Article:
After the tiff, euro partners prepare to kiss and make up

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French and German views on the row over the central bank chief are poles apart.

John Lichfield reports from Paris and Imre Karacs from Bonn

AVIGNON, famously, has a bridge which reaches only half-way across the river. It may provide a suitable metaphor for the state of Franco- German relations when leaders of the two countries meet in the beautiful town on the Rhone delta today.

The timing of the summit, four days after the unpleasant French-German quarrel around the cradle of the newly born euro, is either fortunate or unfortunate. The great likelihood is that President Jacques Chirac and Chancellor Helmut Kohl will seize the opportunity to give a public display of friendship and understanding (falling just short of dancing tous en rond on the bridge itself). It is in the interests of both men and both countries to do so: there is, in any case, nothing pressing left for them to quarrel about. The question remains: just how much damage was done to the Franco-German alliance - the foundation-stone of the European Union - by the weekend squabble?

Some French commentators have slated Mr Chirac for behaving in such a British way and holding the rest of the EU to ransom over a point of detail. Most have brushed off the affair as the usual unseemly haggling and shrieking which accompanies any great decision in the EU. The fact that the incident has been treated relatively lightly in France, and with great fury and indignation in Germany, is itself part of the story: the two countries may be inescapable of allies but they seem no longer to understand one another very well.

It was important for Mr Chirac to impose the French banker, Jean-Claude Trichet, as eventual head of the European central bank, for personal-political reasons, more than national-political reasons. Mr Trichet is, in truth, disliked by French politicians, including Mr Chirac, because he is seen as too German, too much of a pin-striped banker; too much of a strong- currency man.

It was inevitable that German, and British, commentators would see this as a French attempt to make the bank more political and more biddable. Under Mr Trichet, this is unlikely. It is significant that the markets, despite doomsday predictions from British Euro-sceptics, have taken a relaxed view of the weekend's brawl. The markets seem to be saying it does not make a blind bit of difference whether Mr Trichet or Dutch banker Wim Duisenberg is head of the European central bank. Why did the French President make such a fuss?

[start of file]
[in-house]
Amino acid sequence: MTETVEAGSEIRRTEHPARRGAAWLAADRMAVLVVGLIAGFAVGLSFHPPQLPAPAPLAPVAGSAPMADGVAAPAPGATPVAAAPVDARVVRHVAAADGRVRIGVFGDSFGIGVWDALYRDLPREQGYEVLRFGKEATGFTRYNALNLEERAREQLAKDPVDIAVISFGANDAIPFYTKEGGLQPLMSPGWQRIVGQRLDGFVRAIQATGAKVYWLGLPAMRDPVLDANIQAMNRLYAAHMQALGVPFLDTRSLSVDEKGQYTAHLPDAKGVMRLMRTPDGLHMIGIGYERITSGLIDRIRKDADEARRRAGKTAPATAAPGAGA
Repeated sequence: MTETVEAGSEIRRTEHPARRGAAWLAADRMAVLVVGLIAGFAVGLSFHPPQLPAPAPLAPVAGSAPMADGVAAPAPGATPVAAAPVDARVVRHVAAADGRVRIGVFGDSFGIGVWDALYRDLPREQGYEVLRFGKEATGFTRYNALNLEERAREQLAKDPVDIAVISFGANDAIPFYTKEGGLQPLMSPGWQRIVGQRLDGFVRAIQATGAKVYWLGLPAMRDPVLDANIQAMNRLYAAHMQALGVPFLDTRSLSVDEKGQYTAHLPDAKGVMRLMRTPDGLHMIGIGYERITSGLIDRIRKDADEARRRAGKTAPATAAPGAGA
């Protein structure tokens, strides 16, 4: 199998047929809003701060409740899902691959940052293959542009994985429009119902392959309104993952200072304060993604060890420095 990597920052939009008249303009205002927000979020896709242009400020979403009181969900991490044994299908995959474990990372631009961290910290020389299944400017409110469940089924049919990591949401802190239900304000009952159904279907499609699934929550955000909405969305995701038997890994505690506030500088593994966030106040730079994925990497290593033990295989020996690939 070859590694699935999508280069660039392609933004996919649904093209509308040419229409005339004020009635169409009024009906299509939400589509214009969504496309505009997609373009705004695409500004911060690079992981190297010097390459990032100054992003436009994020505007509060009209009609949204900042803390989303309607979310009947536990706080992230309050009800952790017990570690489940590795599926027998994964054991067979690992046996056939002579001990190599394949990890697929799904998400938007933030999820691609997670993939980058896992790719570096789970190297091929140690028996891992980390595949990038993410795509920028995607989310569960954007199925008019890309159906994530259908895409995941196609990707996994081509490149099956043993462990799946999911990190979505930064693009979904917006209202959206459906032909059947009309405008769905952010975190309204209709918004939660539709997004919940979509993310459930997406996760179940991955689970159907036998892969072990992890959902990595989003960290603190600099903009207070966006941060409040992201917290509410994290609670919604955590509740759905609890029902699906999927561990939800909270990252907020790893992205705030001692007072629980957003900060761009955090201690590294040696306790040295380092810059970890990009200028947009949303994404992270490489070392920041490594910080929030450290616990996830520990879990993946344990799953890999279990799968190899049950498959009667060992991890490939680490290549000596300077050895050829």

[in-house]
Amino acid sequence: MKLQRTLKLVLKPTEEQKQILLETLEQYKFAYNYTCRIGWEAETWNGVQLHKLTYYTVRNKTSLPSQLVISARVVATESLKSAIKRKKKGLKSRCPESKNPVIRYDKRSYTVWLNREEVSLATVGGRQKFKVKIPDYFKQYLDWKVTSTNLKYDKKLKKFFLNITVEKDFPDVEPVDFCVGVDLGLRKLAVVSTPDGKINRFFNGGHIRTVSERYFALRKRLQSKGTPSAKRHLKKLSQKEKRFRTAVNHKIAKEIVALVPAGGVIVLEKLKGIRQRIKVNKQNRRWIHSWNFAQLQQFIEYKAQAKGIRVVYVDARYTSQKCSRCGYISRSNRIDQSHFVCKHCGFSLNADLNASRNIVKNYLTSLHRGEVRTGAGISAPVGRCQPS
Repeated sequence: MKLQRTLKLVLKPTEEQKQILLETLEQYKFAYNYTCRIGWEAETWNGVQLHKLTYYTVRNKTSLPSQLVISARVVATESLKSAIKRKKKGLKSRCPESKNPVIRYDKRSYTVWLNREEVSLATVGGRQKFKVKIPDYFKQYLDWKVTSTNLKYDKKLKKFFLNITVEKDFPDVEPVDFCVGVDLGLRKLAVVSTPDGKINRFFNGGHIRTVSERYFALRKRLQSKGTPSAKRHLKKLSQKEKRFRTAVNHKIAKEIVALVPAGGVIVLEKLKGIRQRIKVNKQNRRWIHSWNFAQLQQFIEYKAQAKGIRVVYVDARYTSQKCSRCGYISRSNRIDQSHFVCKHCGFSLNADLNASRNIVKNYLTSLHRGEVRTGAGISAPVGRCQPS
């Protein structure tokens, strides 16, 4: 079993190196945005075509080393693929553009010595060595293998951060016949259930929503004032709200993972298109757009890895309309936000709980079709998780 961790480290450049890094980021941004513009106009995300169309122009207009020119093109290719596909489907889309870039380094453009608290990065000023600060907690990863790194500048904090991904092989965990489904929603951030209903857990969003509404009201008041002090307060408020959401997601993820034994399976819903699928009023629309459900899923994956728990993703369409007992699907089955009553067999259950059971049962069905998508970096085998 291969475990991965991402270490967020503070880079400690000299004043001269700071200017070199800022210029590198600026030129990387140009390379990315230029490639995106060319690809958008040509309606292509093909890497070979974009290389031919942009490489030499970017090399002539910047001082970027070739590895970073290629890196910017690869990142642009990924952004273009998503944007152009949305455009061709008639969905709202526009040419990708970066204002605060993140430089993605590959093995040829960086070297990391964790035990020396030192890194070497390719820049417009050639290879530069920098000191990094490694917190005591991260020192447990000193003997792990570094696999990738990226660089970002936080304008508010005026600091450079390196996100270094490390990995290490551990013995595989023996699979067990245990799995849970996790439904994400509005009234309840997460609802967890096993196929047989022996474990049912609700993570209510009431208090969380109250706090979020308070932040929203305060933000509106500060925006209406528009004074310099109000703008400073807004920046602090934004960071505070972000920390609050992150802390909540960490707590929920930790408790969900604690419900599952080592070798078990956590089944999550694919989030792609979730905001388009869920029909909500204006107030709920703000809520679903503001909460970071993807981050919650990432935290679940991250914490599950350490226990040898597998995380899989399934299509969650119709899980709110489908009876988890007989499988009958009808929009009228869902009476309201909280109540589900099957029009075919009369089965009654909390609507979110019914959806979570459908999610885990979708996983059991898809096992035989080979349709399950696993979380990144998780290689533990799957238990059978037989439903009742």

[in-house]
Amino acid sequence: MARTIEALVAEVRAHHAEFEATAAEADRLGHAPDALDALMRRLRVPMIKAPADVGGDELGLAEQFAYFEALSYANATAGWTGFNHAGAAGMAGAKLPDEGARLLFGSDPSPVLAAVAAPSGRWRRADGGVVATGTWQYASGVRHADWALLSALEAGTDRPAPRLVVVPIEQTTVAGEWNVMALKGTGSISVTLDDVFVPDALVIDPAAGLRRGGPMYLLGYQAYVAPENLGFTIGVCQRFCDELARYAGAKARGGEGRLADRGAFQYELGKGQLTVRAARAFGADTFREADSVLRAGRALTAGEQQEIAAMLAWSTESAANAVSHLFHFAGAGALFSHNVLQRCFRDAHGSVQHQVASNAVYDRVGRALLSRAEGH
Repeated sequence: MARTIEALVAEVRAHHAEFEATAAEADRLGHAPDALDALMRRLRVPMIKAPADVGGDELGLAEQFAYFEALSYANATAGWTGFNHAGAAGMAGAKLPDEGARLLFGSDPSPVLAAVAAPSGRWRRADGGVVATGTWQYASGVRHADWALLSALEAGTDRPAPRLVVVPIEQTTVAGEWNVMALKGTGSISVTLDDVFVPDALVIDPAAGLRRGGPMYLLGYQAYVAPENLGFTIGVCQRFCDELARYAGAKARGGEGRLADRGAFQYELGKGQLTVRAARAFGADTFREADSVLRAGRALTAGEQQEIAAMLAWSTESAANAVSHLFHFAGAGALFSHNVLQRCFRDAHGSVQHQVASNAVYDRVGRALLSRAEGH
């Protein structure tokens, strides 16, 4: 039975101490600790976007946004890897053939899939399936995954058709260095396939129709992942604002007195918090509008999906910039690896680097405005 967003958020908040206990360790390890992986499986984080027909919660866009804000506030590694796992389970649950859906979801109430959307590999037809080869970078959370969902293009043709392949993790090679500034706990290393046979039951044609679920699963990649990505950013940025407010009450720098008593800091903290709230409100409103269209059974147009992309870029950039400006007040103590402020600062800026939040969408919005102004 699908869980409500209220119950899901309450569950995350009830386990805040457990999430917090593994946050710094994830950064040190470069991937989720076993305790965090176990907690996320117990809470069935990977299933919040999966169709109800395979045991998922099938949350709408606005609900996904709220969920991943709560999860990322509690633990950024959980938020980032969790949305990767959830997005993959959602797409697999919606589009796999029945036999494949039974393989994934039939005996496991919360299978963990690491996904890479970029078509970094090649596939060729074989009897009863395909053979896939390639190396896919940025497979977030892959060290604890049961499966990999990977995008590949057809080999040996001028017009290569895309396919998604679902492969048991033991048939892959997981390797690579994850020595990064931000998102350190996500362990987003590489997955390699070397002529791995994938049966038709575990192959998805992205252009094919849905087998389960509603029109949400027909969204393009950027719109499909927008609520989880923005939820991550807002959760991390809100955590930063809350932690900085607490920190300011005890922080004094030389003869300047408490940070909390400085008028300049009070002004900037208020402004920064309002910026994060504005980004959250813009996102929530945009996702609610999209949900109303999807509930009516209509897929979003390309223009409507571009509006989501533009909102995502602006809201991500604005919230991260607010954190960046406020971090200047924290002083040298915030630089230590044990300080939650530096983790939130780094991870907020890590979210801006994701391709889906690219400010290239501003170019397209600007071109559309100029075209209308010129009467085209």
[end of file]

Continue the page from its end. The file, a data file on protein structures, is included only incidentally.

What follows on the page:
Mostly personal pride and stubbornness. Mr Chirac's point was mostly to win a rare, personal point (as a lame-duck right-wing President, having to live with a left-of-centre government); and partly to assert the ultimate right of politicians, and of France, to influence such appointments.

But was that worth such grief? In the French view, some of the German emotion has been cranked up for the voters. But why, then, did the divided French give such pain to Chancellor Kohl, France's greatest ally and friend, in the run-up to the most difficult election of his career? The truth is that, emotionally, the French-German relationship is not as solid as it was. A new generation of politicians in both countries - even Mr Chirac, who was 13 in 1945 - are not so preoccupied by the war. There is no personal relationship between Paris and Bonn to match the genuine warmth and understanding of Mitterrand-Kohl in the 1980s or Giscard-Schmidt in the 1970s.

The Franco-German partnership remains an immovable feature of the domestic, political landscape in both countries. The fundamentals have not changed. Both countries are inescapably committed to the EU and therefore to one another. The advent of the euro, arguably, condemns Paris and Bonn to get on more than ever before. But there is a difference between rubbing along, with periodic bursts of tension, and getting on well. How effectively Paris and Bonn work together is crucial to a series of decisions in the next few years on the running of the single currency and enlargement of the EU to the east (potentially the biggest of all sources of Franco-German tension). It will, it seems, be up to a new generation of politicians to solve this puzzle.

One lesson is that the French establishment has written off Mr Kohl. Mr Chirac calculated he had no need to please the old man any more.

Almost exactly a year after Mr Chirac shot himself in the foot by calling an early general election, the French (Socialist) European Affairs Minister, Pierre Moscovici, is reported to have commented, snidely: "Chirac put the left in power in France in 1997; he's going to put the social democrats in power in Germany in 1998."